This is not to say that bad faith is unimportant under Florida law. In Metropolitan Dade County v. Bermudez, 648 So. 2d 197, 200 (Fla. 1st DCA 1994), for example, the court stated that the degree of a defendant's willfulness in selling a wrecked vehicle as parts will affect the severity of the sanction: "Even dismissal of a claim or defense may be appropriate where there has been willful or malicious destruction of evidence, ... but less drastic measures are ordinarily appropriate where relevant evidence was inadvertently destroyed."(5)

III. Pre-Suit Spoliation

The vast majority of cases involving spoliation of evidence involve the loss, destruction, or alteration of evidence in the pre-suit stages of the case. However, the fact that litigation has not formally commenced does not free a party from liability. In fact, the first element of an independent cause of action for spoliation of evidence (discussed in detail in Part IV), is "the existence of a potential civil action." Continental Insurance Co. v. Herman, 576 So. 2d 313 (Fla. 3d DCA 1990).

For instance, in Miller v. Allstate Insurance Company, 573 So. 2d 24 (Fla. 3d DCA 1990), the plaintiff was severely injured in an automobile accident when the accelerator of his car allegedly stuck. The plaintiff filed a claim with his own insurer. The insurer requested possession of the automobile to evaluate the claim. The plaintiff granted the request pursuant to an agreement that the insurer would preserve the car "as is," thus allowing plaintiff to have an expert inspect the car for a pending product liability action. Somehow, the insurer subsequently disassembled and destroyed the car before the plaintiff could have it inspected and bring a claim for product liability against the manufacturer. In holding that the plaintiff was entitled to bring an independent cause of action for spoliation of evidence, the court stated that "a prospective civil action in a products liability case is a valuable 'probable expectancy' that the court must protect" from interference."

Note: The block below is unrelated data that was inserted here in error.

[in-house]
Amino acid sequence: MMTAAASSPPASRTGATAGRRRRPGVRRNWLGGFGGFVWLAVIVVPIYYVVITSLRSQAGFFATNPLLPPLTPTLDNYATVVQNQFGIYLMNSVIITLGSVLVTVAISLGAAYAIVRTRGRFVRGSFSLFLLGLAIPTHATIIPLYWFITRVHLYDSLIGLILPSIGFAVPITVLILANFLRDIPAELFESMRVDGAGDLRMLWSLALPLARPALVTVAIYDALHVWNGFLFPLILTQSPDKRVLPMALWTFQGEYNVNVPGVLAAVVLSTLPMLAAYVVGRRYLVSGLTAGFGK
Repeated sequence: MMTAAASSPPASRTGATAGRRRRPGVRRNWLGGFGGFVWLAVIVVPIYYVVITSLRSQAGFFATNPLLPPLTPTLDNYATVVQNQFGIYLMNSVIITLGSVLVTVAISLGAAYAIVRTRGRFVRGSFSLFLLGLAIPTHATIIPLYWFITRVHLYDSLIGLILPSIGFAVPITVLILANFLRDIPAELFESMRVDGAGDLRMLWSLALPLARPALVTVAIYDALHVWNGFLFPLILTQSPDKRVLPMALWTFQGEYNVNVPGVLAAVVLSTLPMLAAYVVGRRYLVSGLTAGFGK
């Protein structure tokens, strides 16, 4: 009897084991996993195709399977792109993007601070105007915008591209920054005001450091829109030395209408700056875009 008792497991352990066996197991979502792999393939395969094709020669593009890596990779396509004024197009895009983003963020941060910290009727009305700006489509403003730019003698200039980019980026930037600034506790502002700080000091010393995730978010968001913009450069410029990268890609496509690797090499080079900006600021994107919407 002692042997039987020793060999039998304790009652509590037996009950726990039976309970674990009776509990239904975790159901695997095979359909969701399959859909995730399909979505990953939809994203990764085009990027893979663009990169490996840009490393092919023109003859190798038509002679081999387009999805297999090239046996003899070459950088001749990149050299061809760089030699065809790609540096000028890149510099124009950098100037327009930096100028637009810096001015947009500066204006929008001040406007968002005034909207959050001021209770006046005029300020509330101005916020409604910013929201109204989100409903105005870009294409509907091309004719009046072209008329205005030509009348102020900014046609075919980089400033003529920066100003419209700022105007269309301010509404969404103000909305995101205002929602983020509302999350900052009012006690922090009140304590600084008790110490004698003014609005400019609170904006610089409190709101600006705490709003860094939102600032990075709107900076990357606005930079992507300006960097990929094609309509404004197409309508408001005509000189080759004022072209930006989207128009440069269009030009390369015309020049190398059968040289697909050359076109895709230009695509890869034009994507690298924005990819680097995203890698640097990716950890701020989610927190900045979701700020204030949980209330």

IV. Cause of Action for Spoliation of Evidence

Florida is one of only a handful of states that recognizes an independent tort for spoliation of evidence. There are only a few reported decisions on a cause of action for spoliation of evidence. Of those reported decisions, all have been issued by either the Third or the Fourth District Court of Appeal. The first reported decision adopting an independent tort for spoilation of evidence was issued by the Third District Court of Appeal in Bondu v. Gurvich, 473 So. 2d 1307 (Fla. 3d DCA 1984). In that case, Mr. Bondu, was admitted to Cedars of Lebanon Hospital requiring a triple bypass surgery. During the administration of anesthesia he suffered cardiac arrest and subsequently passed away. Plaintiff brought a medical malpractice action alleging negligent hiring and supervision of the anesthesiologists and improper administration of anesthesia. Discovery revealed that anesthesiology records had been made, but were nowhere to be found. With no record of what occurred, and thus no expert testimony to establish malpractice, summary judgment was entered for the defendants. On appeal, the plaintiff sought to amend the original complaint to add a cause of action for the negligent loss of the records. Relying on the California decisions Williams v. California, 34 Cal.3d 18, 192 Cal. Rptr. 233, 664 P.2d 137 (1983) and Smith v. Superior Court, 151 Cal.App. 3d 491, 198 Cal. Rptr. 829 (1984), the appellate court held that if the defendant hospital owed a requisite duty to the plaintiff to preserve the evidence and failed to preserve said evidence, there can exist an independent action for the spoliation of evidence. The court implied that the plaintiff must first initiate the underlying lawsuit, and receive an adverse final judgment before filing an action for spoliation of evidence. This issue was addressed six years later in the next Florida case discussing spoliation of evidence.